War and the transformation of British society c1903–28
Key Topic 1: The Liberals, votes for women and social reform
Key Topic 2: The part played by the British on the Western Front
The BEF and 1914. Overview
The end of the war. Overview
Key Topic 3: The home front and social change
DORA, censorship and propaganda. Overview
Recruitment and rationing. Overview
The part played by women. Overview
Key Topic 4: Economic and social change 1918–28
The changing role of women 1918–28. Overview
The General Strike of 1926. Overview
The Development of New Weapons during the First World War
As the war developed both sides tried to find ways round a direct attacks on enemy trenches. Artillery guns were used to fire shells from behind your own lines into enemy trenches. The British used 170 million shells during the war, but often they did little but churn up the ground in 'No Man's-Land' and make it even harder for the soldiers to cross.
In 1916 at the Battle of the Somme, the British introduced a new weapon, the tank. The tank had been secretly built in England and had special caterpillar tracks which helped them it to cross trenches and ‘No Man’s Land’. The British generals hoped that their new tanks would crush the barbed wire and protect their infantry from machine gun fire so that they could come up behind them and attack the German trenches with their mill bombs and rifles.
These large rumbling machines terrified the Germans but they were unreliable and most of them broke down during the Battle of the Somme. However, at the Battle of Cambrai in 1917, the new Mark IV Tanks broke through the German trenches and pushed them back nearly 5 miles. There were still many mechanical problems with tanks, but they proved themselves to be a weapon of the future.
Throughout the war the British Army kept on redesigning the tank. However,
the true potential of the tank was only unlocked towards the end of
the Battle of the Somme in 1916, and again in 1917, at the Battle of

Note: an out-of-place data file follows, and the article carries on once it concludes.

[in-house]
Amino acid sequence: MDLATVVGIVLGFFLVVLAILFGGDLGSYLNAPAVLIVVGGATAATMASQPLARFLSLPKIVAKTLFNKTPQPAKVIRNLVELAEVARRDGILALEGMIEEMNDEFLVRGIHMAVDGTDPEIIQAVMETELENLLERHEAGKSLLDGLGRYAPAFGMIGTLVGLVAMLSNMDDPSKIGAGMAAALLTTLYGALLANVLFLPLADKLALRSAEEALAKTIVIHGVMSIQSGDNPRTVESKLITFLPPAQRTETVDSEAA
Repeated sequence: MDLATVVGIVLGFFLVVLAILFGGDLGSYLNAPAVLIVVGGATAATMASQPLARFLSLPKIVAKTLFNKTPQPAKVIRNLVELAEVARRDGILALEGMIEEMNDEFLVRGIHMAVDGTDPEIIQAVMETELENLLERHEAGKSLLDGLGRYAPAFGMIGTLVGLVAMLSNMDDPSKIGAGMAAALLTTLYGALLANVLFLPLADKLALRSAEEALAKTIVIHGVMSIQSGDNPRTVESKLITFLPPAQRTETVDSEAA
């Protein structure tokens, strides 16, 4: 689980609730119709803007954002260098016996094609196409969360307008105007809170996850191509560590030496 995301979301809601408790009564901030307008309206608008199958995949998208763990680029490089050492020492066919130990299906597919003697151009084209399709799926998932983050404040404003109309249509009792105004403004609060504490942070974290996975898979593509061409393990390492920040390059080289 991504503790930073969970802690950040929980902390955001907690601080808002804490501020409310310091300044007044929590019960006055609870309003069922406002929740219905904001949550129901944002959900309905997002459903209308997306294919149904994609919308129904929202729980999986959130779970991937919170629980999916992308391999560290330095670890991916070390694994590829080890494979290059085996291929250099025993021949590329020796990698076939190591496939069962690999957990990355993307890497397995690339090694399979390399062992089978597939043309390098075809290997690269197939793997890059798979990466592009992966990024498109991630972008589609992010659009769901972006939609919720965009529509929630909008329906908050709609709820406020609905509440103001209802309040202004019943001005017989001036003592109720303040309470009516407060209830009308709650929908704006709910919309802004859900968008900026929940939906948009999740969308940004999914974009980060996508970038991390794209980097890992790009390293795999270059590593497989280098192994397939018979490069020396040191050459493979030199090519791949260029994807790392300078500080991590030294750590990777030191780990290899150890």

Cambrai, when it was used with another new weapon the fighter aircraft.
Source A: Sir Douglas Haig, September 1916.
"Gueudecourt was carried after the protecting trench to the
west had been captured in a somewhat interesting fashion. In the early
morning a Tank’ started down the portion of the trench held by
the enemy from the north-west, firing its machine guns and followed
by bombers (Men carrying Mills Bombs). The enemy could not escape, as
we held the trench at the southern end. At the same time an aeroplane
flew down the length of the trench, also firing a machine gun at the
enemy holding it. These then waved white handkerchiefs in token of surrender,
and when this was reported by the aeroplane the infantry accepted the
surrender of the garrison. By 8.30 A.M. the whole trench had been cleared,
great numbers of the enemy had been killed, and 8 officers and 362 other
ranks made prisoners. Our total casualties amounted to five."
Another new weapon that was developed during the First World War was the bomber aircraft. The British Army was slow to recognise the value of the bomber and it was left to the Royal Navy to ask Sir Frederick Handley Page to build a patrol bomber. Its early success was soon recognised by the Army who began to use it with devastating effect to attack railway lines and factories behind German trenches which helped stop reinforcements and supplies getting to the front.
The success of the Sopwith Salamander and the Dolphin and as well as other fighter and bomber aircraft such as Handley Page 0/400 in the Royal Flying Corps, lead General Haig and his staff setting up of the Royal Air Force as separate military service in April 1918. The RAF was at its largest on the first day it was set up with just over 15,000 planes.